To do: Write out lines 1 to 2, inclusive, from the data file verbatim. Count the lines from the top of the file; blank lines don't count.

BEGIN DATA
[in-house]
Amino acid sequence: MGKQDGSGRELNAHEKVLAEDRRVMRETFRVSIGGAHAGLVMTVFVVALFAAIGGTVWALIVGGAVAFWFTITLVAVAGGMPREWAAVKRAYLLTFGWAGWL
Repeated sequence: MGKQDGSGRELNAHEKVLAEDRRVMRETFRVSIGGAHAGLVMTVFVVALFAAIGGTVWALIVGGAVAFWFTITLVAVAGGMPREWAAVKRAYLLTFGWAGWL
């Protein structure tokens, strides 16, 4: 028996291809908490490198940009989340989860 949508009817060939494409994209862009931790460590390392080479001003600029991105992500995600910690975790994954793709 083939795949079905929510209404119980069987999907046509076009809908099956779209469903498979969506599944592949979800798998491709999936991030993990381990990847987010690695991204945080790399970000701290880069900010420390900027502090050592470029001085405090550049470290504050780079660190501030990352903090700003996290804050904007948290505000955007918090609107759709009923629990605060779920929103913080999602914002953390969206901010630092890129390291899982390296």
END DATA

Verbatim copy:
[in-house]
Amino acid sequence: MGKQDGSGRELNAHEKVLAEDRRVMRETFRVSIGGAHAGLVMTVFVVALFAAIGGTVWALIVGGAVAFWFTITLVAVAGGMPREWAAVKRAYLLTFGWAGWL